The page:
Biblical Women Part I

Vision Forum (a homeschool publisher and major Christian patriarchy advocate) teaches that daughters are to obey their fathers and accept their authority over them until they marry, and that they are then to do the same with their husbands. Vision Forum claims that God speaks to a woman through her male authority, and that her male authority is her protection. Finally, Vision Forum teaches that a woman’s sphere is in the home, and not outside of it. And Vision Forum claims that these teachings are Biblical.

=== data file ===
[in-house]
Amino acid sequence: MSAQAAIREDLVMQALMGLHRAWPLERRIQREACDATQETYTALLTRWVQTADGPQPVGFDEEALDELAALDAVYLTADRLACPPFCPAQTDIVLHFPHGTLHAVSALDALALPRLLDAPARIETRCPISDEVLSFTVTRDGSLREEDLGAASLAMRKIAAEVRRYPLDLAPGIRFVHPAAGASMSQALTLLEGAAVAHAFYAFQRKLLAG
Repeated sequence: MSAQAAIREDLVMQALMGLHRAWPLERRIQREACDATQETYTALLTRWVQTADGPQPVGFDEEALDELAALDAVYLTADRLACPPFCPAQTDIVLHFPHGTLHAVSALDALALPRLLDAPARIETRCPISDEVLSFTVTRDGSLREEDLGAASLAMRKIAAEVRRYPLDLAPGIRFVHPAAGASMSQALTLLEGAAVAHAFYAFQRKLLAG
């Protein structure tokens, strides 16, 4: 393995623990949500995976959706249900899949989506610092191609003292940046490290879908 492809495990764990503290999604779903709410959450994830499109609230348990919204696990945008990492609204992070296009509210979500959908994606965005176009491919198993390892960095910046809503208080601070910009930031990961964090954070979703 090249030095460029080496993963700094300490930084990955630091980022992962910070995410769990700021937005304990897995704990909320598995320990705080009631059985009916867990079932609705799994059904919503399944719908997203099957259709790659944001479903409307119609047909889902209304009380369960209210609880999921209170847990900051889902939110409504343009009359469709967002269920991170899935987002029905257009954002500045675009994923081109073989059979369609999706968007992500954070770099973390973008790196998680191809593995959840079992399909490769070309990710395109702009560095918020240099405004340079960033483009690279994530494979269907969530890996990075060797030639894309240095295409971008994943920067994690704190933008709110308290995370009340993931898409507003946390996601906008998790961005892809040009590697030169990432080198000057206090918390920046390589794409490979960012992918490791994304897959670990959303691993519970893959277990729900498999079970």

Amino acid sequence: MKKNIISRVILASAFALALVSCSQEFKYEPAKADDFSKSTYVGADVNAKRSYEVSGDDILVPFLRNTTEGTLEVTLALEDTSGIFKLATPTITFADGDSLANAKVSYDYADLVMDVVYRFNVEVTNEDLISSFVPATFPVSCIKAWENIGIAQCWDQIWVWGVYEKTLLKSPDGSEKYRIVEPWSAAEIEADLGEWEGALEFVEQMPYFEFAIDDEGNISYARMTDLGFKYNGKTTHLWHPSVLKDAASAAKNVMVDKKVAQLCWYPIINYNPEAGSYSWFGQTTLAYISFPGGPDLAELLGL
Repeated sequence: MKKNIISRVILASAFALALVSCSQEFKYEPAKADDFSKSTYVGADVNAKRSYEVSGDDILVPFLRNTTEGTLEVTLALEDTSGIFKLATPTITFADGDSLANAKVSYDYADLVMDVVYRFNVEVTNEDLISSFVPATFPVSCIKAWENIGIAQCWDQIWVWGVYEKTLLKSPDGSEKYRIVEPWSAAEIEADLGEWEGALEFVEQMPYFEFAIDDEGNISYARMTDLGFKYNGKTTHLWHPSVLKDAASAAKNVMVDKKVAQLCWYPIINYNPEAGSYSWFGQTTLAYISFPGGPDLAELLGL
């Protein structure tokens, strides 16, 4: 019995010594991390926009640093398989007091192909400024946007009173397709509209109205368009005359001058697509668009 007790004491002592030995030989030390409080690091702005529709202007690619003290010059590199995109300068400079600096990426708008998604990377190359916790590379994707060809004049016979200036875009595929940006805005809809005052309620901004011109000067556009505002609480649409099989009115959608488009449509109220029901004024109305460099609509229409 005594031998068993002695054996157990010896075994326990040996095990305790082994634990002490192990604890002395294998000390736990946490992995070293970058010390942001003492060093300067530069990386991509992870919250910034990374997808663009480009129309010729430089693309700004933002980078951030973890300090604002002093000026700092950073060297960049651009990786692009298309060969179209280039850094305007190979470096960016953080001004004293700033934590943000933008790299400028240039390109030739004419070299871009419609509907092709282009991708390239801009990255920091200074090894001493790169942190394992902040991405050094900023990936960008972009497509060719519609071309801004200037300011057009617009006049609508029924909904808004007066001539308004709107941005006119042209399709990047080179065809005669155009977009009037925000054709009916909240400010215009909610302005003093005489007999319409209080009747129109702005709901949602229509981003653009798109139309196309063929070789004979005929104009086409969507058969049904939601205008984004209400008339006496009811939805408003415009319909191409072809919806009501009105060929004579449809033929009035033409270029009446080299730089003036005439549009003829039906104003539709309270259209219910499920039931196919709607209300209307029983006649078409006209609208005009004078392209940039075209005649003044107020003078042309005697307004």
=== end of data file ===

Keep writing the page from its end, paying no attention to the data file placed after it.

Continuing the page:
At first glance it appears that Vision Forum might be right. In Old Testament law women are little more than property. Similarly, woman’s very creation in Genesis 2 as a helper to the man who was God’s primary creation simply screams patriarchy. Yet there is one problem with this line of reasoning. The fact is, the women actually discussed in the Old Testament do not conform to these patriarchal norms. In fact, the example of essentially every single actual woman mentioned in the Old Testament – women praised, not derided – seems to run counter to these teachings. Let’s take a look: Rachel stole her father’s idols without telling her husband, so that she could sell them because she felt that her father owed her and her sister more inheritance money. She is never condemned for this. Tamar dressed as a prostitute and seduced her father-in-law, Judah, after he refused to wed his youngest son to her. Her son by this intrigue was a direct ancestor of King David. The seduction was her idea, and she did it without the permission or knowledge of her father. (Genesis 38) Zipporah heroically – and without checking with her husband – cut off her son’s foreskin with her own hands in order to save her husband from death at God’s hands. (Exodus 4:24-26) Miriam helped her brother lead the slaves out of Egypt and wrote one of the most lovely praises in the whole Bible. Miriam is treated as an equal alongside her brother Aaron, both of whom serve as assistants to Moses. There is no mention of Miriam being under the authority of father or husband. Rahab worked as a prostitute and harbored two Israelite spies. There is no mention of her husband or father. Through her devotion to the Israelite spies, she saves the lives of everyone in her house (does this perhaps refer to her brothel?). Deborah was a well respected female judge who literally ruled Israel. She was also a prophetess. Her husband is mentioned only once, and is only identified as her husband. She does not consult him when making decisions. (Judges 4) Jael killed Sisera, an enemy general, by inviting her into his home, letting her eat and shelter and sleep there, and then driving a tent peg through his head while he slept. Her husband is mentioned, but she doesn’t check with him before killing Sisera and he plays no role in the story.  Finally, Jael personally goes out to the Israelite general to tell him that his rival is dead. (Judges 4) Hannah prays to God for a son, and personally vows to give any son she might have to God as his servant. She doesn’t check with her husband before making this vow. God honors her request and she turns her son over to the temple. Her husband does not interfere. (I Samuel 1) Naomi acts on her own upon the death of her husband and sons, traveling across country, setting up a new home, and helping her daughter-in-law Ruth win the affections of a wealthy eligible bachelor. Ruth refuses to return to her father’s house after her husband dies and instead follows her former mother-in-law Naomi to a foreign country. There she provides for herself and Naomi by working in the fields. She then acts proactively to gain the affections of a wealthy and powerful man. Abigail went behind her husband’s back to bring David and his men supplies and food, thereby saving the lives of her entire household. God honored her action by striking her husband dead and allowing her to marry David instead. (I Samuel 25) The Proverbs 31 woman was a business manager, trader, and artisan. Her husband is mentioned only as an elder at the gates, and there is no indication that she asks him for permission before making each decision. In fact, the passage seems to indicate the opposite. She is capable, intelligent, and respected. Esther defied her husband’s rules to save her people. Not a lot of obedience going on there. When I read the Old Testament, I don’t see women staying under male authority and never leaving the house. Rather, I see women who put their own common sense and God’s commands first, women who step out into the world to save their families or bring in extra money. These women don’t fit Vision Forum’s ideal very well at all. In fact, they seem to contradict it completely. Interestingly, these women also seem to buck the patriarchal teachings of the Old Testament law. Tomorrow we will take a similar look at women of the New Testament.